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Old 16th March 2007, 07:45 PM   #1
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Default Keeps frying diodes

Hi folks,

I've got a Gallien-Krueger 800RB bass amplifier head in my basement that I've been trying to fix for a friend. It's a bi-amp head with one 100W and one 300W power amp section. My background is NOT as a tech but as a mechanical engineer, so I know some basic electronics theory and have accumulated some real world experience (mostly with tube amps), but I'm no EE and I'm no amp tech. This one's got me stumped! Here's the breakdown:

My friend came to me with this amp and told me it popped a fuse and smelled funny and now it won't power on. So I pull the amp apart and find a couple shorted output transistors and a couple smoked diodes.
I ordered and replaced every piece of silicon on the power amp board, including output transistors, diodes, drivers, EVERYTHING. I also checked the power section, unloaded, and confirmed the power feed voltages were to spec. I put it all back together, happily finding no shorts between rails, at the output, or across any caps.
I power it on (wish I had a variac) and POP go the same two diodes. I pull the power amp board out again and desolder all output transistors and they test good. I verify that all the parts I've replaced are in correct orientation and that there are no shorts on the circuit board. I replace the diodes again and put it back together. POP, again the same diodes are blown! These diodes are d11 and d6 (I believe - it's hard to read on the schematics).
So, now I'm scratching my head - what did I miss?!?! Any ideas?

Here are the schematics:

Power Supply board: http://www.oatsoda.com/800rb-1.gif
Preamp board: http://www.oatsoda.com/800rb-2.jpg
Power Amp board: http://www.oatsoda.com/800rb-3.jpg

Thanks for your help - this one's causing me to loose sleep!

Shane
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Old 16th March 2007, 07:57 PM   #2
Netlist is offline Netlist  Belgium
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Shane,

I think I found D11 on the third schematic.
You have something more readable? You can email the hi-res version (hugorx and hot mail) and I’ll try to post something better.
Or post a schematic with the parts circled in color.
You will find enough clever guys around here to help.

/Hugo
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Old 16th March 2007, 09:01 PM   #3
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It *looks* like D11 and D6 are 1N4002 diodes between the output and rail serving as inductive kick-back protection diodes. They are on the right, top and bottom of pg-3 if I can see them correctly.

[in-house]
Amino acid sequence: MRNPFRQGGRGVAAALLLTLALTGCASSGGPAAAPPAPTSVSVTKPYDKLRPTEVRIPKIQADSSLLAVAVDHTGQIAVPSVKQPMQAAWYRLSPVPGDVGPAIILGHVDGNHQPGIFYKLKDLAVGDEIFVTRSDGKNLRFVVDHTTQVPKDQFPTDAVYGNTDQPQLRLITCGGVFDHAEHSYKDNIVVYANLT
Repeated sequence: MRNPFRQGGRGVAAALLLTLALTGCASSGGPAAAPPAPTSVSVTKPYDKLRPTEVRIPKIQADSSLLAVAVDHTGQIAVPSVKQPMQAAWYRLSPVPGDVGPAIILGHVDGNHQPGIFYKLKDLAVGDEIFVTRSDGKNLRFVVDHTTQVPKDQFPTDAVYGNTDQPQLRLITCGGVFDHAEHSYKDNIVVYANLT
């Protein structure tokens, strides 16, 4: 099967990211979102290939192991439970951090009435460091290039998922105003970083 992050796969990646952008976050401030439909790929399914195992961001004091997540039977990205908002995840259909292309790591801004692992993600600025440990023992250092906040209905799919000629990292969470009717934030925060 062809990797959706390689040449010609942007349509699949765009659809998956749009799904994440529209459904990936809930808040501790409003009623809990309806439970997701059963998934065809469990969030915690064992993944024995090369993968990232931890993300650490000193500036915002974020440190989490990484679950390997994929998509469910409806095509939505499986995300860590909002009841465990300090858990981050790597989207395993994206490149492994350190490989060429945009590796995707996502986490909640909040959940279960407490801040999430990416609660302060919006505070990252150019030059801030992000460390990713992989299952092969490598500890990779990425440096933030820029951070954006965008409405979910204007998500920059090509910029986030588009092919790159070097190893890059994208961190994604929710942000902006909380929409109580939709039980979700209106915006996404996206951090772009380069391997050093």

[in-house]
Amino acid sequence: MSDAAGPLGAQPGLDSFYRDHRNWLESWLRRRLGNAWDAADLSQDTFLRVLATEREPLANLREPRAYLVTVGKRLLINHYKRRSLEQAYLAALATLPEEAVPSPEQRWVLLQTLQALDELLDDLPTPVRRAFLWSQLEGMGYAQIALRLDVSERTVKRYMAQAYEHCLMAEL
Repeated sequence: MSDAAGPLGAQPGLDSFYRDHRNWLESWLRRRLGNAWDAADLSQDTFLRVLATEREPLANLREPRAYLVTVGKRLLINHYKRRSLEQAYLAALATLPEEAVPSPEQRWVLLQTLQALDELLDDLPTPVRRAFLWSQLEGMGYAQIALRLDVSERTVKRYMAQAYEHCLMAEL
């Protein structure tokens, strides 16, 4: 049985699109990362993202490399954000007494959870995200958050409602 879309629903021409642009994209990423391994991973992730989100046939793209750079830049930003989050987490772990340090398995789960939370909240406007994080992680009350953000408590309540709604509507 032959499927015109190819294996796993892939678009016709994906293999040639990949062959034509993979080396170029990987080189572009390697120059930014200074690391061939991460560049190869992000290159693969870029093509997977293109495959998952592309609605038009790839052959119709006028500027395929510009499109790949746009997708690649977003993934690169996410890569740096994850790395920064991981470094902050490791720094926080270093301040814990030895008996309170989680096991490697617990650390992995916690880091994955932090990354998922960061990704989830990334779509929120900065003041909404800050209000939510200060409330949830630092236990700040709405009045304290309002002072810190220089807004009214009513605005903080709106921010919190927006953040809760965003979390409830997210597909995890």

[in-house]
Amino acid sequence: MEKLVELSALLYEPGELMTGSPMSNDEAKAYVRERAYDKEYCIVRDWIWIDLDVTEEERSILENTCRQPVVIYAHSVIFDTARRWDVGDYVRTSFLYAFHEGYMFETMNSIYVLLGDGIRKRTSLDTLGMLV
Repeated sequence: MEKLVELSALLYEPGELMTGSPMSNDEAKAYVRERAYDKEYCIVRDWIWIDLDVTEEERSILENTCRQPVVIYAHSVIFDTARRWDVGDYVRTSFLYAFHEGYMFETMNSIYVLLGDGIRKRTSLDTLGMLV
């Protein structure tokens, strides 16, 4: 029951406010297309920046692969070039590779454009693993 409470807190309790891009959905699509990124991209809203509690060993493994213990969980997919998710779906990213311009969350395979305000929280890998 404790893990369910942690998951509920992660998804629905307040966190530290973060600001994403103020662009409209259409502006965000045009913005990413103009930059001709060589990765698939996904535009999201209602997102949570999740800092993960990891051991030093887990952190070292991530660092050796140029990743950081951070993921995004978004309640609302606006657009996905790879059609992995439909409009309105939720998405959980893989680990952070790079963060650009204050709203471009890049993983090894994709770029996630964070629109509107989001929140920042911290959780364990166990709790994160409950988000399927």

1) Their orientation is very critical because if they are backward they will try to short the output to the rail.

2) I would suggest 1N4004 (400 Volts Vs. 1N4002’s 100V) and while the likelihood of them blowing due to excess reverse voltage is slim, if you got a bad lot or 1N4001 (50V) they might self destruct.

3) It looks like D11 should have the cathode (striped end) towards the +85V rail and the anode (non-striped end) towards the speaker output.

4) It looks like D6 should be the opposite of D11 – cathode towards the speaker output and anode towards the -60V rail.

Double check the above and see if it helps. Otherwise, there could be additional problems – open traces, open resistors (that look good, measure weird/okay in circuit, but bad out-of-circuit), shorted caps, AC on the +/- rails, etc.

Maybe try installing 1-amp fuses in-line with the power rails to protect the diodes (and everything else) during troubleshooting.

Good luck
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Old 16th March 2007, 10:25 PM   #4
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Found them...

I actually never new what these diodes did in amplifiers.
Thanks for that.
Anyway, it seems strange that 1N4002 couldn't do the job although I too would replace them with something higher in value.
Would severe oscillation cause them to blow instantly? But why only D11/D6 and not D12/D5.

/Hugo
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Old 17th March 2007, 12:19 AM   #5
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If the inputs to the two power amp sections (1 and 5) are each other's inverse, the problem might lay in the preamp, because a high DC voltage can cause the diodes to go into reverse breakdown, since the amps are DC coupled.

So, power up the power amp with shorted inputs. If this doesn't fail, check the preamp outputs etc. etc.
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Old 17th March 2007, 05:03 PM   #6